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11MAY 1930

LIBRARY

THE following plan was originally drawn up by the Rev. Dr. Romeyn, of New York, and recommended by the General Assembly of the Presbyterian Church in America: it has been revised for this work.

I. Observe the historical part of the scripture lessons, relating to the two great divisions of mankind-the church and the world. II. The biographical part, embracing the two distinct classes, believers and unbelievers; with the different effects which their good and bad example have had upon the church and the world.

III. The doctrinal part, teaching the nature and perfections of God; the character, person, offices, and work of Christ; the influences of the Holy Spirit; the actual state of man by the fall, and his renovated character by grace, marking distinctly the gradual increase of knowledge on these points from age to age, through the patriarchal and levitical dispensations, till the christian revelation furnished mankind with the clear and full developement of God's merciful purposes towards our world.

IV. The preceptive part, including the whole range of our duties agreeably to the moral law.

V. The positive ordinances, comprising the sacrifices, types, the priesthood, the temple-service, and the sacraments; distinguishing between these positive institutions and moral duties,— the first dependent on the will of God, and therefore mutable ; the last on his nature, and therefore immutable: marking the changes of the first from time to time, with the reasons for the change, and unfolding the influence which they were obviously intended to have upon the spiritual exercises of our hearts, and our obedience to the moral law.

VI. The practical lessons which the historical and biographical parts furnish for the regulation of human conduct, in all the relations of life.

In these outlines it will be understood, that general questions, under each division, should be proposed to the pupils, and full instruction given by the teacher.

COMPANION TO THE BIBLE.

PART I.

CHAPTER I.-TITLE OF The Bible.

THE word Bible is taken from the Greek word Biblos which signifies book; and the volume to which christians give that title, by way of eminence, is called The Bible, because of its supreme excellency, being the book of books, the best book.

The Bible is called The Scriptures, from the Latin word Scriptura, which signifies a writing; and it is called The Holy Scriptures, because it contains the collection of the writings of holy men, who, at different times, were raised up and inspired of God, for the purpose of publishing his commandments and promises, and the records of his mercies and judgments, for the instruction and salvation of mankind.

The two parts of the Bible are called the Old and New Testaments, (2 Cor. iii. 6. and 14.) or covenants. They are so named because they contain the revelations or testaments of God's covenant of mercy, for the redemption and glorification of sinful man, by the interposition of the Messiah, the Son of God, the Lord Jesus Christ, as the only Mediator between God and man.

CH. II. THE ANTIQUITY Of the Bible. /

THAT the Bible has existed from very remote ages, will not be disputed, except by those who are grossly ignorant. The proofs of its antiquity are, beyond all comparison, more numerous and convincing, than can be advanced in It has never been favour of any other book in existence.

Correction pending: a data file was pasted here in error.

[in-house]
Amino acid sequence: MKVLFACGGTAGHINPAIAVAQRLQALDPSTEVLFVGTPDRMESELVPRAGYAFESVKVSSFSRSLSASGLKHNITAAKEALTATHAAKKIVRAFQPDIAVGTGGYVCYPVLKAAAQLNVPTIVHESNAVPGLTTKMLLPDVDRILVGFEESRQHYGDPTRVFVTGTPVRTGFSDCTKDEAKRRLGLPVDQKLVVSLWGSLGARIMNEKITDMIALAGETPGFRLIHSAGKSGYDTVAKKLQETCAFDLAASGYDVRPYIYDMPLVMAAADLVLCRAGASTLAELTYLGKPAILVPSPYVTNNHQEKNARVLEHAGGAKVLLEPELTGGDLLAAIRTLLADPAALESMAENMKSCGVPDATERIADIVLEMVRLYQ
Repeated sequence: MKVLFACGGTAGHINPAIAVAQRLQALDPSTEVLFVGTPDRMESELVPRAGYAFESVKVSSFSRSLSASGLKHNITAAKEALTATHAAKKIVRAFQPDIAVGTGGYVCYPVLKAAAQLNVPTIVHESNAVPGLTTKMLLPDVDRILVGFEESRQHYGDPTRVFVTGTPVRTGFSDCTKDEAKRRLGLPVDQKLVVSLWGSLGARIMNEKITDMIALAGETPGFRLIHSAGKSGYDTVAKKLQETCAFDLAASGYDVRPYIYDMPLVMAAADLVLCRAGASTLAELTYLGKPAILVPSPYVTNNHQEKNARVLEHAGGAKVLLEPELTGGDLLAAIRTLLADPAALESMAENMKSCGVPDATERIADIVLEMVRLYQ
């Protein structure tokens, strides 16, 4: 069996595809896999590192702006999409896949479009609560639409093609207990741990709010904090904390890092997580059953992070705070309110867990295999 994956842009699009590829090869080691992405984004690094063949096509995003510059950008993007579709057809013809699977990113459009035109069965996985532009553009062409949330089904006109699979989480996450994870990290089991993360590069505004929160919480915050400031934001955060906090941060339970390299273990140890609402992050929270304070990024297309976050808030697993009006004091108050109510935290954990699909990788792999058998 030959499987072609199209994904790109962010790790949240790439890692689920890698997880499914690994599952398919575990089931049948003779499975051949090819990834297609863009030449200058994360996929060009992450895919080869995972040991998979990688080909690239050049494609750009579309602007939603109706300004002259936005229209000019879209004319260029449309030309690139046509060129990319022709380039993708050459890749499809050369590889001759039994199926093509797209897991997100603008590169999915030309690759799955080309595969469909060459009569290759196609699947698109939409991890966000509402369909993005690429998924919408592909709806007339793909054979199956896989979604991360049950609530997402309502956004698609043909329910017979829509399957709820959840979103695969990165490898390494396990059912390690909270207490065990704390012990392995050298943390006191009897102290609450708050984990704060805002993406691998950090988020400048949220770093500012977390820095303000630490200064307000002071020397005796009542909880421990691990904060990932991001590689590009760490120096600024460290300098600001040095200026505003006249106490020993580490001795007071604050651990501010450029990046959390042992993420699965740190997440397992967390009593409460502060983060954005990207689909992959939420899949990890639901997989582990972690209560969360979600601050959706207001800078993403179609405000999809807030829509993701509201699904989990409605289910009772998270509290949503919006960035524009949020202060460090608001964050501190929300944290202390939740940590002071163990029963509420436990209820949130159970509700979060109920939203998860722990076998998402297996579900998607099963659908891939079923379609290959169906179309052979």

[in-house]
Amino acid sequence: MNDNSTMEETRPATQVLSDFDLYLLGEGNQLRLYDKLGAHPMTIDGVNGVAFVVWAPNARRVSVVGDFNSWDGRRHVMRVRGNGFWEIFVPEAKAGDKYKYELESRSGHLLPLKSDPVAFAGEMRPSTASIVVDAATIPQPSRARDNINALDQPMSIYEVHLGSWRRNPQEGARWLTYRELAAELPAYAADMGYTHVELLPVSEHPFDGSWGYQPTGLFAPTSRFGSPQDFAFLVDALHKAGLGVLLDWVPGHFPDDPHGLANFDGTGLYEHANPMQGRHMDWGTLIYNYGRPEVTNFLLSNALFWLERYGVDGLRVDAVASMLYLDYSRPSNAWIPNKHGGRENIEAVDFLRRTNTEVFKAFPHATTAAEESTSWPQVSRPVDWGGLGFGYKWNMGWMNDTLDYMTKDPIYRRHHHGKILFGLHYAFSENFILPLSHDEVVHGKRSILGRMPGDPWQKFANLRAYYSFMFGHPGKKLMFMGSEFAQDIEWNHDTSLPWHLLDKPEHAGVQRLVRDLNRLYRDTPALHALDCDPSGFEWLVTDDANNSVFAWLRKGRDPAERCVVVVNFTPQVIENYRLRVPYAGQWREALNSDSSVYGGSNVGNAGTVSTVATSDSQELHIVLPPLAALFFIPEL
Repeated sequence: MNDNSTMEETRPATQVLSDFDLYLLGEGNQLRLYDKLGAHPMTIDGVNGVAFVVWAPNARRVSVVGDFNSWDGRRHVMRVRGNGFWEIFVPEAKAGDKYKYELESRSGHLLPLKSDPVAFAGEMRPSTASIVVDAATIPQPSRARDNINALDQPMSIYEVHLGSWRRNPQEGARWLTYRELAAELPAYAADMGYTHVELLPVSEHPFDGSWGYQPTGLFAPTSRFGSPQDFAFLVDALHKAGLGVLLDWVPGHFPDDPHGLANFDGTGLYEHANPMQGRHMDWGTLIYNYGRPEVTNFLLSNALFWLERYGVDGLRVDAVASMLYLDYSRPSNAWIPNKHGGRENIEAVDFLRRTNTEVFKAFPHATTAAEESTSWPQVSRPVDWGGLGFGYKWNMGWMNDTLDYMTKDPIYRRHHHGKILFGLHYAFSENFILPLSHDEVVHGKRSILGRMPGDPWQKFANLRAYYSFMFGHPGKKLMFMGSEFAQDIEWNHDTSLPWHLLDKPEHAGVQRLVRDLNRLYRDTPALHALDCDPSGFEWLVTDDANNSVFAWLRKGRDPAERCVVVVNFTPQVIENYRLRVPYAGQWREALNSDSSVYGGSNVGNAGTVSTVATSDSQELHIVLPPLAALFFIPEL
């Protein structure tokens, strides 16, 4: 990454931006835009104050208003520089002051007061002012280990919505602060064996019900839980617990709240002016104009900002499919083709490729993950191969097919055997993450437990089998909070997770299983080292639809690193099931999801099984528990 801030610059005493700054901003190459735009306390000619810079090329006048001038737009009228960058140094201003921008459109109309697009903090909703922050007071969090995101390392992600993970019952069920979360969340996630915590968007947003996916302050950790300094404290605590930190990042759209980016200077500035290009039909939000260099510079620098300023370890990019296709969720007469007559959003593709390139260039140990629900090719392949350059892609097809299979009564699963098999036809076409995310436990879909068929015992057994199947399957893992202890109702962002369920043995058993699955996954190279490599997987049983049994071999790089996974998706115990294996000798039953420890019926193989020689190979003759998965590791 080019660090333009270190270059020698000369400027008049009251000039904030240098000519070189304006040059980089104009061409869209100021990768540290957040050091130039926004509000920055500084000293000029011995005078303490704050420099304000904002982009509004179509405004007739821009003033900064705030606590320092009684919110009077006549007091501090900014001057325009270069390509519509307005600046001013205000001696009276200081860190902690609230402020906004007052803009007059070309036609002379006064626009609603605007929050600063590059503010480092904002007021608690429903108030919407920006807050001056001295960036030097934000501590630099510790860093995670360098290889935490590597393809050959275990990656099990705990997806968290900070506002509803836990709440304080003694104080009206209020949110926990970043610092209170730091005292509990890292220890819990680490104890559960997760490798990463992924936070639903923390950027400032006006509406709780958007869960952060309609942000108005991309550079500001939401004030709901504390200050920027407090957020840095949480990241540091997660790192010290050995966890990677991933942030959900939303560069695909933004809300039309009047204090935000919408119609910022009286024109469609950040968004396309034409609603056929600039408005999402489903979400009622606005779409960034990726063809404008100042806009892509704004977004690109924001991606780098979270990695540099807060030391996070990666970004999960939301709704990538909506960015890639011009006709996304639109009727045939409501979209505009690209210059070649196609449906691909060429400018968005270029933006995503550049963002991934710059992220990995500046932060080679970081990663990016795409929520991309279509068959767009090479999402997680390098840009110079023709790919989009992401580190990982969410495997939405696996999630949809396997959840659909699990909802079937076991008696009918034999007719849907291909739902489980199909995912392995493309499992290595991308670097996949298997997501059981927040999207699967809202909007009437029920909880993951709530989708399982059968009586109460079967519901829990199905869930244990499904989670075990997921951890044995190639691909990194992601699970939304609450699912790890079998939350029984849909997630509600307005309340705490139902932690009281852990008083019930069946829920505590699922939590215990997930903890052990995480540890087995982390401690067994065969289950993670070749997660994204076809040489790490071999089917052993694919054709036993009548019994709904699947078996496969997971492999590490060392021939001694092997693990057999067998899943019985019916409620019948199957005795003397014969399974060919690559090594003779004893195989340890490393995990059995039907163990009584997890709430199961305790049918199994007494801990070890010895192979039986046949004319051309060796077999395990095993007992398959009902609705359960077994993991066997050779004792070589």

without its intelligent witnesses, and zealous guardians ; though some of them have been the greatest perverters of its peculiar principles, or the bitterest enemies of the christian name.

The Old Testament has been preserved by the Jews, in every age, with a scrupulous jealousy, and with a veneration for its words and letters, bordering on superstition; demonstrating their regard for it as divinely inspired. The Hebrews never were guilty of negligence in relation even to the words of their sacred books; for they used to transcribe and compare them so carefully, that they could tell how often every letter came over again in writing any book of the Old Testament.

The Old Testament contains, besides the account of the former ages of the world, the code of the Jewish laws, both civil and religious; and the records of their national history, for more than one thousand nine hundred years, from the call of Abraham; as well as prophecies, which regarded a distant futurity, and which have respect to times yet to come. The celebrated Roman historian Tacitus, who lived in the apostolic age, speaks of the Jewish books as very ancient in his time. They were translated from the Hebrew into the Greek language more than two thousand and one hundred years ago; and they were possessed in both those languages by the Jews. By those Jews who lived among the Greeks, they were read in their synagogues every sabbath day, in the translation, the same as the Hebrew Scriptures were read by the native Jews: commentaries were written upon them by their learned doctors; copies of them were circulated in every nation where the Jews were scattered, and thus the sacred books were multiplied without number.

The books of Moses, including Genesis, Exodus, Leviticus, Numbers, and Deuteronomy, were written more than three thousand and three hundred years ago, and nearly fifteen hundred years before the christian era: many of the other books were published above a thousand years, and those of the elder prophets about eight hundred years before the advent of Christ.

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